Forthright McLoughlin never afraid to speak his mind

David McKechnie recalls a decent man who in his column provided candid insights on his daily life

 

It was approaching Christmas 1998 and, when Alan McLoughlin thought about how Portsmouth FC was being run, he was feeling anything but festive.

The club’s unloved chairman Martin Gregory had just stepped down after three years of turmoil, and in the dressingroom the players’ joy at the news was tempered by suspicion.

“Gregory is still the majority shareholder at the club . . . He’ll probably just install a puppet to do his work for him,” McLoughlin wrote.

It was a frank view for a club employee, but not a surprising one for those who had been reading about McLoughlin’s frustrations in his columns in the Sunday Tribune.

At the start of the 1998/99 season the Ireland international had been signed up for a weekly diary, which I helped him write, on life as a First Division journeyman and a key figure in Mick McCarthy’s squad during the Euro 2000 qualifiers.

It was a time just before big TV money saturated the game and also a moment when sports books were earning mainstream popularity. There was a booming market for gritty stories of unpaid wages and ragged club administration.

In 1997 Steve Claridge’s Tales from the Boot Camp had been published to acclaim, and newspapers had their ears pricked for any hint of footballing woe or hardship. There is dog shit all over your training pitch? Please tell me more.

McLoughlin seemed like a good choice for a diary: he had turned 31 that year and even then the images of his crucial goal in Belfast in a vital 1993 World Cup game against Northern Ireland (which secured the Republic’s place in the finals) were starting to look grainy.

He was still a fine player (and a good penalty taker) but his best years had passed. Portsmouth were badly run and struggling to stay in the First Division. McLoughlin had started nine of Ireland’s 12 qualifiers for the 1998 World Cup, but he was no longer a regular in the team and that separation might help.

Best of all, he was obliging, decent, and up for it. He kept a diary and took notes. He thought about things. He wanted it to get better and, after a shaky start when all parties were feeling their way, it did.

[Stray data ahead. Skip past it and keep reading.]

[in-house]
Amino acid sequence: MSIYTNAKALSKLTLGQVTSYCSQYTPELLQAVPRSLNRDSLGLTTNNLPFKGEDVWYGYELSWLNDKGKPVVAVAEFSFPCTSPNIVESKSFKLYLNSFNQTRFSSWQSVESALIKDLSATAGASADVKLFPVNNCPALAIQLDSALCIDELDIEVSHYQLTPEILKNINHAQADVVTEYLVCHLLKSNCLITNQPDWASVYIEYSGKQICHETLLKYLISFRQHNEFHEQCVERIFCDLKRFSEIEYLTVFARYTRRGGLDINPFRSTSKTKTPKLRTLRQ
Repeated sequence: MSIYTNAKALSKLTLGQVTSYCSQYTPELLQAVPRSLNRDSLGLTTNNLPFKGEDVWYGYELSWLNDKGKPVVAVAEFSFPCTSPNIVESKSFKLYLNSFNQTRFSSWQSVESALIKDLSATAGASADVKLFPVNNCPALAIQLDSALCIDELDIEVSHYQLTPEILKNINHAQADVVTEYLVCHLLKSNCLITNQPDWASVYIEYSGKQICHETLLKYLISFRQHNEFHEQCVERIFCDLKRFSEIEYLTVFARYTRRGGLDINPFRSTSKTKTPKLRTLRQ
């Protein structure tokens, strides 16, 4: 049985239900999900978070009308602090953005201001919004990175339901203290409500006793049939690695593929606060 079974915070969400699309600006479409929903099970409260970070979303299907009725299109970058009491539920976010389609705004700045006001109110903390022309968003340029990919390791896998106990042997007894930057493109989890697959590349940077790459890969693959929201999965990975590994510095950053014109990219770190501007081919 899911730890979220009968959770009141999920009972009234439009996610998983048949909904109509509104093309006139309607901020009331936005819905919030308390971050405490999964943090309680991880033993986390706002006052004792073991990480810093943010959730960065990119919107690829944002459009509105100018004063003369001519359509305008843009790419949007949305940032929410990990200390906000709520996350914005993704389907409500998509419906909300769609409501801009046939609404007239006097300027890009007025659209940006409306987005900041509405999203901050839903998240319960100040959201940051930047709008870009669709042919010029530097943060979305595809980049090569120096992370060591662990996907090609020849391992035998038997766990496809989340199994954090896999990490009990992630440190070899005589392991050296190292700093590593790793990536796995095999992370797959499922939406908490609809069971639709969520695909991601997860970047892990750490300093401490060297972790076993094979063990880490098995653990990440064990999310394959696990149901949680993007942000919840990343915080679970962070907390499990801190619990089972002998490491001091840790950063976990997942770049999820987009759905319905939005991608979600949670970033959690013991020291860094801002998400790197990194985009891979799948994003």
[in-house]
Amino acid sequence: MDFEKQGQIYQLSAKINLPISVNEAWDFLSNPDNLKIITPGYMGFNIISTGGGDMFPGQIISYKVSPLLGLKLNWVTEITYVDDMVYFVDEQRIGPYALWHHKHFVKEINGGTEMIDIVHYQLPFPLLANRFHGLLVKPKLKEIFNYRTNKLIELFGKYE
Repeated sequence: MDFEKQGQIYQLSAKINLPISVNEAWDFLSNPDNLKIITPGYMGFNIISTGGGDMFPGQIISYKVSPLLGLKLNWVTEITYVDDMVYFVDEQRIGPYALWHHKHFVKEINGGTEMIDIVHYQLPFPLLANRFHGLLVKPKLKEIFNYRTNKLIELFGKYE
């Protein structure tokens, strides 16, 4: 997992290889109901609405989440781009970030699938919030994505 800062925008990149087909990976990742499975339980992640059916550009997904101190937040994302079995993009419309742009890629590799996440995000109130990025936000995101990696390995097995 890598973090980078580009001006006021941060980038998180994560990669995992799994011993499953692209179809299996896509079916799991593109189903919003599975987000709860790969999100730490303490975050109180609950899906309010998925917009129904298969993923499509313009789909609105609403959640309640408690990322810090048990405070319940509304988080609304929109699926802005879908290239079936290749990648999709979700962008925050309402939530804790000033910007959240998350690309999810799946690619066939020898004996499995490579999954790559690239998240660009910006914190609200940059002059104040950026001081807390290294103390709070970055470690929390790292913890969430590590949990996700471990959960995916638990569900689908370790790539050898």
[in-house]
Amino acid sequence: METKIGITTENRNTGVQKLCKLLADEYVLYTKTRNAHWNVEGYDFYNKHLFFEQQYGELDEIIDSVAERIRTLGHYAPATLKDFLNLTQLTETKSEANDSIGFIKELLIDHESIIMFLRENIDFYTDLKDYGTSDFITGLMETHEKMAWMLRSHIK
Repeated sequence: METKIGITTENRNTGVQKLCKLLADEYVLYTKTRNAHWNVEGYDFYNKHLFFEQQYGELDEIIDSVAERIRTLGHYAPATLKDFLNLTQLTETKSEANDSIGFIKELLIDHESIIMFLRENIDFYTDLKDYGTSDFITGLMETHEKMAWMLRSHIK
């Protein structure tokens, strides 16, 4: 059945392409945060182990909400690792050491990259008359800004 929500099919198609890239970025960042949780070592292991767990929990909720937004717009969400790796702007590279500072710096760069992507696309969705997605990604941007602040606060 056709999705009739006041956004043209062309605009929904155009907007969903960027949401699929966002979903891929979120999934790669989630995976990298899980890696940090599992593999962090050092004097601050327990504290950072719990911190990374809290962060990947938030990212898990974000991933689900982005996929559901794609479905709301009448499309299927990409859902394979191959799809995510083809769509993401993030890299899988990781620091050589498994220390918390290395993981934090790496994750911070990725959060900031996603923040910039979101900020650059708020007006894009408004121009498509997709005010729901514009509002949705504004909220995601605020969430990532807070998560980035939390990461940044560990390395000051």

Not surprisingly, the diaries contain quaint details that evoke an almost pre-internet era associated with punts and pennies and Nokia phones; McLoughlin checks Teletext to find out whether he has been picked in Ireland squads.

They also evoke an era before health and safety. One week against Swindon, Portsmouth’s 22-year-old goalkeeper collapses off the ball but he plays the final 15 minutes anyway.

“We were told not to play a ball back under any circumstances,” McLoughlin writes. He reports that cutting down on alcohol that season has brought big benefits: “I made a conscious effort to cut it out and now I just drink after a match on a Saturday.”

On BSkyB’s bid for Manchester United, McLoughlin shrewdly sees a time when money will take over the game: “My personal view is that the rich will get richer and the smaller clubs will have to to go part-time.”

He cracks the same gag to referees before every game: “Have you put your contacts in ref?” The hardest player he ever faced was Jimmy Case, formerly of Liverpool. “When he hurt you, you stayed hurt.”

Serious stir

Easily the best columns are those that focus less on the generally mundane details of a footballer’s life and more on the subjects that bring out his forthright side. Manchester-born to parents from Limerick and Galway, McLoughlin was not afraid to speak his mind, and some of his comments on events at Portsmouth were so candid that they would cause a serious stir in a social media age.

The first signs of real trouble emerge in early December with rumours that the players won’t be paid. McLoughlin notes that, for many footballers, sometimes wages are late: “That’s not an unusual occurrence at a club in the lower divisions.” He is worried about the situation, but has been “putting money away every week, every month”.

Still, the following week when the chairman quits things come to head. McLoughlin has a blazing row with a coach when he refuses to show up for weight training.

“Why should I after they broke their promise to pay me the money I’m owed? . . . I was dying to ring the coach and have a real go.”

He considers the awful possibility of having to uproot his family and leave the club early, before a testimonial he is due.

“Unless there is a takeover of some sort, I may have no choice.”

His Sunday Tribune column ran for 19 editions, ending at the start of 1999. Portsmouth went on to avoid relegation, just about, but McLoughlin was indeed forced to move to Wigan the following season, aged 33, in a £240,000 transfer.

He went back to live with his mum and dad in Manchester while his wife Deby and two young girls, Megan and Abby, went back to Swindon. The family didn’t live together again for 18 months.

Alan McLoughlin died this week, aged 54. He gave a lot.

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